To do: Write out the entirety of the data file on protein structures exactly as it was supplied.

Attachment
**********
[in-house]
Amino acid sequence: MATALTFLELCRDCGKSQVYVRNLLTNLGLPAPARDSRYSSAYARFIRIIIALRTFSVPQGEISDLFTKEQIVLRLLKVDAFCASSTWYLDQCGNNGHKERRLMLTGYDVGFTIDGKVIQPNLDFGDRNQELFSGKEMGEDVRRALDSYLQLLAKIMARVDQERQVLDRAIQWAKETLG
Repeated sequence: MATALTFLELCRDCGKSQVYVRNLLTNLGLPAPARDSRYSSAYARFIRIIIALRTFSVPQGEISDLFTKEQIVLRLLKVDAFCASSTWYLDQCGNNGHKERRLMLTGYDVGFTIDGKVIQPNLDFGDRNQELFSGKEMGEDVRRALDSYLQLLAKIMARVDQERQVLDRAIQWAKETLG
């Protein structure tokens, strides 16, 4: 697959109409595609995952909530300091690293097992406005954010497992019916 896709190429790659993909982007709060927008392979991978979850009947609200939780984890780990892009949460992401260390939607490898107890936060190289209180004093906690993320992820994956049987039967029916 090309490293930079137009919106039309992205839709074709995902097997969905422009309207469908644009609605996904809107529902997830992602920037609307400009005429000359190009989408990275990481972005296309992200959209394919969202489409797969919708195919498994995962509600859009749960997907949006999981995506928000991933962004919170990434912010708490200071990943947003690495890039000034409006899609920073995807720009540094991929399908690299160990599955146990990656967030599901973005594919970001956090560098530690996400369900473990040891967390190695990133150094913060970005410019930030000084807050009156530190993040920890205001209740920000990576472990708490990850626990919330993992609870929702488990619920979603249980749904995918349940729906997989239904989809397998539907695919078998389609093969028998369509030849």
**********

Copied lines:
[in-house]
Amino acid sequence: MATALTFLELCRDCGKSQVYVRNLLTNLGLPAPARDSRYSSAYARFIRIIIALRTFSVPQGEISDLFTKEQIVLRLLKVDAFCASSTWYLDQCGNNGHKERRLMLTGYDVGFTIDGKVIQPNLDFGDRNQELFSGKEMGEDVRRALDSYLQLLAKIMARVDQERQVLDRAIQWAKETLG
Repeated sequence: MATALTFLELCRDCGKSQVYVRNLLTNLGLPAPARDSRYSSAYARFIRIIIALRTFSVPQGEISDLFTKEQIVLRLLKVDAFCASSTWYLDQCGNNGHKERRLMLTGYDVGFTIDGKVIQPNLDFGDRNQELFSGKEMGEDVRRALDSYLQLLAKIMARVDQERQVLDRAIQWAKETLG
């Protein structure tokens, strides 16, 4: 697959109409595609995952909530300091690293097992406005954010497992019916 896709190429790659993909982007709060927008392979991978979850009947609200939780984890780990892009949460992401260390939607490898107890936060190289209180004093906690993320992820994956049987039967029916 090309490293930079137009919106039309992205839709074709995902097997969905422009309207469908644009609605996904809107529902997830992602920037609307400009005429000359190009989408990275990481972005296309992200959209394919969202489409797969919708195919498994995962509600859009749960997907949006999981995506928000991933962004919170990434912010708490200071990943947003690495890039000034409006899609920073995807720009540094991929399908690299160990599955146990990656967030599901973005594919970001956090560098530690996400369900473990040891967390190695990133150094913060970005410019930030000084807050009156530190993040920890205001209740920000990576472990708490990850626990919330993992609870929702488990619920979603249980749904995918349940729906997989239904989809397998539907695919078998389609093969028998369509030849």